Building butterfly housesSLAYTON — Saturday’s wind would have been a serious problem for butterflies, but luckily it didn’t stop people from heading to Shetek Lutheran Ministries to learn about the beautiful insects.
SLAYTON — Saturday’s wind would have been a serious problem for butterflies, but luckily it didn’t stop people from heading to Shetek Lutheran Ministries to learn about the beautiful insects.
The Wings of Wonder presentation brought people from Slayton, Fulda, Garvin, Marshall, Worthington and even from South Dakota. More than 30 kids attended accompanied by parents, grandparents or family friends.
Environmental Director Vicki Doeden said she gets a nice group of attendees every year – some of whom come back year after year to learn about butterflies, build butterfly houses and receive a container of Painted Lady caterpillars.
Before getting to work on the butterfly houses, Doeden had the children gather around her so she could talk about the parts of a butterfly and what makes them special.
“Why do you like butterflies?” she asked.
Hands shot up, and the answers were varied —because of their pretty colors, because they eat nectar and because they came from a chrysalis.
“They have another special purpose I think is pretty cool,” Doeden stated. “They help flowers grow.”
Butterflies are also an important part of the food chain, she added, providing meals for spiders, birds, toads and frogs.
After the lesson, she walked kids and adults through the butterfly house process.
Working as individuals or in family groups, the children and adults decorated the inside of their butterfly house – a cardboard box. Some glued photos from magazines and calendars inside, adding butterfly cut-outs they had colored themselves. Others went with a more elaborate scheme, dividing the box into rooms and adding furniture such as couches and tables made from the materials at hand.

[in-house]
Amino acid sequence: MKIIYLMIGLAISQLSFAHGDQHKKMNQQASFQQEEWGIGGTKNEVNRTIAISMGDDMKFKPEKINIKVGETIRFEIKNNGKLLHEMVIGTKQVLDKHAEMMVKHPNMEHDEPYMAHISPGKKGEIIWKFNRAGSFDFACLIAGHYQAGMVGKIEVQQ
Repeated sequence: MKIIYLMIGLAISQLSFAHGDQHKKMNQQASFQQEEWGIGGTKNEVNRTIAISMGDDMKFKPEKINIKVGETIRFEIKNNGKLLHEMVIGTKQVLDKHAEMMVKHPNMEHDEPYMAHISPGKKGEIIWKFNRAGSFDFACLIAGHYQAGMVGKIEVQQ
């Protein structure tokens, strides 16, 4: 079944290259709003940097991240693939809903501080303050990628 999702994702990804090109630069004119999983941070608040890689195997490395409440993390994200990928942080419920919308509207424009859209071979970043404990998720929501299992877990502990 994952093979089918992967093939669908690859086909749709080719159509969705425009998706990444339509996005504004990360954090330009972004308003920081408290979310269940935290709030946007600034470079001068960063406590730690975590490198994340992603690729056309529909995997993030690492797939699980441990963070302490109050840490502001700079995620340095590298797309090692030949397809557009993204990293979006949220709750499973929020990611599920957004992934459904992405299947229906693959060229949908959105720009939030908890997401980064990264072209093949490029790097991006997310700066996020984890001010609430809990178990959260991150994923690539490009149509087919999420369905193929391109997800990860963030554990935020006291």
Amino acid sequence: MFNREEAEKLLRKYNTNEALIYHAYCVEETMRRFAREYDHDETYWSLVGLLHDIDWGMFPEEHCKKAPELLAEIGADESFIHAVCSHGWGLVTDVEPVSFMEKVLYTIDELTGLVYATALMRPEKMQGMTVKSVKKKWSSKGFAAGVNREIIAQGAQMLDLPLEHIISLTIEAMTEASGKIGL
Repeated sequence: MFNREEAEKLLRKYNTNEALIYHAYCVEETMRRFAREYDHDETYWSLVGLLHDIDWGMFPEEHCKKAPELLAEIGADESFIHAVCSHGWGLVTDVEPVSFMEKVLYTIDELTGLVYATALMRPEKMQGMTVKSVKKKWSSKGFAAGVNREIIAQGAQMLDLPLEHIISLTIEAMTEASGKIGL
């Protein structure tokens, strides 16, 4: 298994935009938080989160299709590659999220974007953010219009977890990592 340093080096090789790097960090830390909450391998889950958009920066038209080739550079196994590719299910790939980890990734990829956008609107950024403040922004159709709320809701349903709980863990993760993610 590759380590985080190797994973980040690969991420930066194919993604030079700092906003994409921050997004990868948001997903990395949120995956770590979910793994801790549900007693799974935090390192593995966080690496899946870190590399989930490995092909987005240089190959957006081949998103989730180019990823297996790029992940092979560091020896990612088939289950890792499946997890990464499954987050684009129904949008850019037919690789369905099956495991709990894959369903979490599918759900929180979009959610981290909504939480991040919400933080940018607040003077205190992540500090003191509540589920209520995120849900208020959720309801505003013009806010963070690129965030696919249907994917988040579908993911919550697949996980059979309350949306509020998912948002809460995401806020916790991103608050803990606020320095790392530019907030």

Once the inside of the box was ready, the outside had to be covered with paper and decorated.
The top portion of the box, after the flaps were cut off, was covered with cellophane. In the back, a flap was cut to allow access.
Doeden had already discussed with the children the lifecycle of a butterfly, explaining that their caterpillars would grow and get fatter before climbing to the lid of the jar and attaching themselves. Once the caterpillars had each spun a chrysalis, the lid could be taken off the jar, she said, and taped inside the box.
Through the cellophane, the kids could watch as each chrysalis changed.
“Watch them for a week or two, and one day you’ll wake up in the morning and see butterflies,” Doeden explained.
Each butterfly would emerge with a swollen abdomen, then slowly work the blood from the abdomen up into their wings, which would have to dry. The kids were instructed to feed the butterflies sugar water.
“Their life is about two weeks long, and they can live in there, but maybe you’ll want to keep them in the box for a week and then let them go,” Doeden suggested. “They’ll want to be out in nature.”
For Isaiah Wolske, 3, of Garvin, it was his first attempt at building a butterfly house. When he caught sight of the caterpillars in his cup, he stared intently, watching the little critters crawl up and down. He and his father, Ed, had come to Shetek Lutheran Ministries with a group of other family members.
“I didn’t know they did this,” Ed explained. “(Isaiah) has a little brother at home that didn’t quite make the age cut-off, so we’ll probably end up making another one at home. Big brother can show him how.”